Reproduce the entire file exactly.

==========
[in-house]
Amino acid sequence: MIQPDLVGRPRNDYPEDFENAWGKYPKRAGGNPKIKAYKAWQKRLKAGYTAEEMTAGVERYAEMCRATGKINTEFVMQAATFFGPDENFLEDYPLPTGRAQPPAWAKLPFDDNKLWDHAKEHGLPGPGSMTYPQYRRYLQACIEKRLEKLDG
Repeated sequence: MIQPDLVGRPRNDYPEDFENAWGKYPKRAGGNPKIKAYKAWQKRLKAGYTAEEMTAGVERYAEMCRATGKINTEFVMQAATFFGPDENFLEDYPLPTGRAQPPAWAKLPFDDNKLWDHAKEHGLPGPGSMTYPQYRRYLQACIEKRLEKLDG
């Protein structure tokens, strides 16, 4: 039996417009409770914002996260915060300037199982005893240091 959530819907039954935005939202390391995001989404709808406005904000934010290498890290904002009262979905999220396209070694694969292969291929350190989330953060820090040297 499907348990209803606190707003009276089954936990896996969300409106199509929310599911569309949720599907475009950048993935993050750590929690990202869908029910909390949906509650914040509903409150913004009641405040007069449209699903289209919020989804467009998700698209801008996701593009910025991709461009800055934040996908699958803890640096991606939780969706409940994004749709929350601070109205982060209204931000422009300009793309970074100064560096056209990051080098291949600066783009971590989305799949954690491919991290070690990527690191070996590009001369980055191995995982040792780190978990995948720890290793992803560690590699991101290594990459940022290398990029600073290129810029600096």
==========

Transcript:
[in-house]
Amino acid sequence: MIQPDLVGRPRNDYPEDFENAWGKYPKRAGGNPKIKAYKAWQKRLKAGYTAEEMTAGVERYAEMCRATGKINTEFVMQAATFFGPDENFLEDYPLPTGRAQPPAWAKLPFDDNKLWDHAKEHGLPGPGSMTYPQYRRYLQACIEKRLEKLDG
Repeated sequence: MIQPDLVGRPRNDYPEDFENAWGKYPKRAGGNPKIKAYKAWQKRLKAGYTAEEMTAGVERYAEMCRATGKINTEFVMQAATFFGPDENFLEDYPLPTGRAQPPAWAKLPFDDNKLWDHAKEHGLPGPGSMTYPQYRRYLQACIEKRLEKLDG
């Protein structure tokens, strides 16, 4: 039996417009409770914002996260915060300037199982005893240091 959530819907039954935005939202390391995001989404709808406005904000934010290498890290904002009262979905999220396209070694694969292969291929350190989330953060820090040297 499907348990209803606190707003009276089954936990896996969300409106199509929310599911569309949720599907475009950048993935993050750590929690990202869908029910909390949906509650914040509903409150913004009641405040007069449209699903289209919020989804467009998700698209801008996701593009910025991709461009800055934040996908699958803890640096991606939780969706409940994004749709929350601070109205982060209204931000422009300009793309970074100064560096056209990051080098291949600066783009971590989305799949954690491919991290070690990527690191070996590009001369980055191995995982040792780190978990995948720890290793992803560690590699991101290594990459940022290398990029600073290129810029600096």